This rhyming poem is, in part, a homage to the men whose vision and labour built great cathedrals throughout Europe, and, in addition, an attempt to chart the growth of a religion, its abuse by a corrupt priesthood and its eventual decline.
Centuries it took them. Young men
grew old. Their sons, the skills passed down,
with treasured ageless tools, resumed
the sacred task. Great columns loomed
above the human ants, nut-brown
and shaped by labour. Four in ten,
perhaps, lived to grow old and sere.
The rest, their lungs and backs destroyed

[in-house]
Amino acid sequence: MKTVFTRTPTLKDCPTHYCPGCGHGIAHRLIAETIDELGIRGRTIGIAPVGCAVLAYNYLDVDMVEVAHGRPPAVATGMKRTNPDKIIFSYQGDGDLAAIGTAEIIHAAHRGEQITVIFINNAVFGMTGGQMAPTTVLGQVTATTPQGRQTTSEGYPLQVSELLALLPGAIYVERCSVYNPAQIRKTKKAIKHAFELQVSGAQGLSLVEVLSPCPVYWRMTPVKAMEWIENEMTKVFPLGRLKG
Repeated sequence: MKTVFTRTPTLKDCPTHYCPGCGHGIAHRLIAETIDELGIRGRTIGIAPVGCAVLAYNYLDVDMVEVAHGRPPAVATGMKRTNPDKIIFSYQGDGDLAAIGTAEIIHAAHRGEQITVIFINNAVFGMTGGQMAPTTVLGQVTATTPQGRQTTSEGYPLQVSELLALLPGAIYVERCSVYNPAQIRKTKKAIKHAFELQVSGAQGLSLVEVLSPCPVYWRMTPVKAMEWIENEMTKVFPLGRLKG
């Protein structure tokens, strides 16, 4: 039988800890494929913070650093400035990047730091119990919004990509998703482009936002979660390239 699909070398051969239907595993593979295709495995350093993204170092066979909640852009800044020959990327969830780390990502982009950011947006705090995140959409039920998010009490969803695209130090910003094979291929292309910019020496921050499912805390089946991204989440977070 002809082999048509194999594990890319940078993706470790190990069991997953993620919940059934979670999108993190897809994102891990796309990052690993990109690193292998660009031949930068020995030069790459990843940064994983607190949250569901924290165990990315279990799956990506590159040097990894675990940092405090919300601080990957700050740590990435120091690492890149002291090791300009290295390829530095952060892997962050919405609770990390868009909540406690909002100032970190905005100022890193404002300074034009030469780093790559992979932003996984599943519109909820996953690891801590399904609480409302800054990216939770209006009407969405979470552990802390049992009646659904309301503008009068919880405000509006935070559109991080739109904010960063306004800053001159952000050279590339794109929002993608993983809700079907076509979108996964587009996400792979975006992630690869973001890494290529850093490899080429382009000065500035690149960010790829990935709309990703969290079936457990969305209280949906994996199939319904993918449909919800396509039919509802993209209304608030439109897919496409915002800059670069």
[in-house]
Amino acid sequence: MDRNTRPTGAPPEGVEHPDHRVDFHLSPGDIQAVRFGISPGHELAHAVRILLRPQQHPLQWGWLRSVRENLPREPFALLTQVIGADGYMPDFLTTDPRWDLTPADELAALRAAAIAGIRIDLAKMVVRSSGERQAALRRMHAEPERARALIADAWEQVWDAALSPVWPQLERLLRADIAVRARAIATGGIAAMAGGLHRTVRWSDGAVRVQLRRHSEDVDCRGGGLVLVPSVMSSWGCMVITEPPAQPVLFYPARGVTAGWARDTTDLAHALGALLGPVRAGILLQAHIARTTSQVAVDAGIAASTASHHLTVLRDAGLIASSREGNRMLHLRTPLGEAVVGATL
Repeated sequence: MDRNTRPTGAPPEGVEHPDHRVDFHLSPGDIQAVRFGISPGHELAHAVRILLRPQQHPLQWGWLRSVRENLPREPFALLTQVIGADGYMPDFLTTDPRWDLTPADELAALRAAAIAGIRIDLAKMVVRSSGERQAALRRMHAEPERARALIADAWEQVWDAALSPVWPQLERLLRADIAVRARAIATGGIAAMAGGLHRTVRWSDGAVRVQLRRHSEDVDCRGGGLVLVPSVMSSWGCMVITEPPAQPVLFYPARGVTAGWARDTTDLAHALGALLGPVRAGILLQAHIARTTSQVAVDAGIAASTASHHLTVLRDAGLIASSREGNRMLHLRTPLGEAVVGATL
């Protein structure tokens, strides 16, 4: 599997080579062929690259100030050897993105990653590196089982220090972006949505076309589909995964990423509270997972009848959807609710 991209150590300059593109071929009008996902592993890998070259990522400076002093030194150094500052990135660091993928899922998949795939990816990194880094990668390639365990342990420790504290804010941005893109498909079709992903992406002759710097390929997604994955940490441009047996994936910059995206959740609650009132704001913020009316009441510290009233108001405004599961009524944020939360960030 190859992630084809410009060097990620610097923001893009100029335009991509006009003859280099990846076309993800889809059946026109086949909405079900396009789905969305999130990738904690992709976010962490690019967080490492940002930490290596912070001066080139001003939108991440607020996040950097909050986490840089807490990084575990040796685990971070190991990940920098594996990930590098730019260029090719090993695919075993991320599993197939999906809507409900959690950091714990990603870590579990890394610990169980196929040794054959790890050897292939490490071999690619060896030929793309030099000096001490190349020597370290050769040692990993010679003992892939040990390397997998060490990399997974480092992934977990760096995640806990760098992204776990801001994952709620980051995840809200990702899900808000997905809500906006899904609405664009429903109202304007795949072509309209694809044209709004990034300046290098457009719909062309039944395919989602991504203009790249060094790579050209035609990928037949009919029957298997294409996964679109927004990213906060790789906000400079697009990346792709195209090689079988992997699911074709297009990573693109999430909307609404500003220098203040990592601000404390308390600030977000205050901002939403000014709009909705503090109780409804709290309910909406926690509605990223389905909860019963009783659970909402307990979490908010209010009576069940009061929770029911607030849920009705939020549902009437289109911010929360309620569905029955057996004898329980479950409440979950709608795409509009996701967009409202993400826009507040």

by endless toil, bequeathed their tools
to others: sturdy men, young bulls,
upright and proud to be employed
in God’s good work that final year.
Sunlight, through stained glass windows, fell
on crowded pews. A city grew
around the great cathedral’s walls.
Priests crouched in dark confessionals
while prayers and supplications flew
upwards like doves. The solemn knell
of bells, as loud as God’s own voice,
tolled births and deaths, called men to prayer
while generations slipped away.
In latter days, in disarray,
God’s spokesmen found their greed laid bare,
their declarations merely noise.
Now tourists come, their visits brief,
in groups with cell-phones or alone,
to photograph and contemplate
this monumentally ornate,
historic testament in stone
to Man’s unreasoning belief.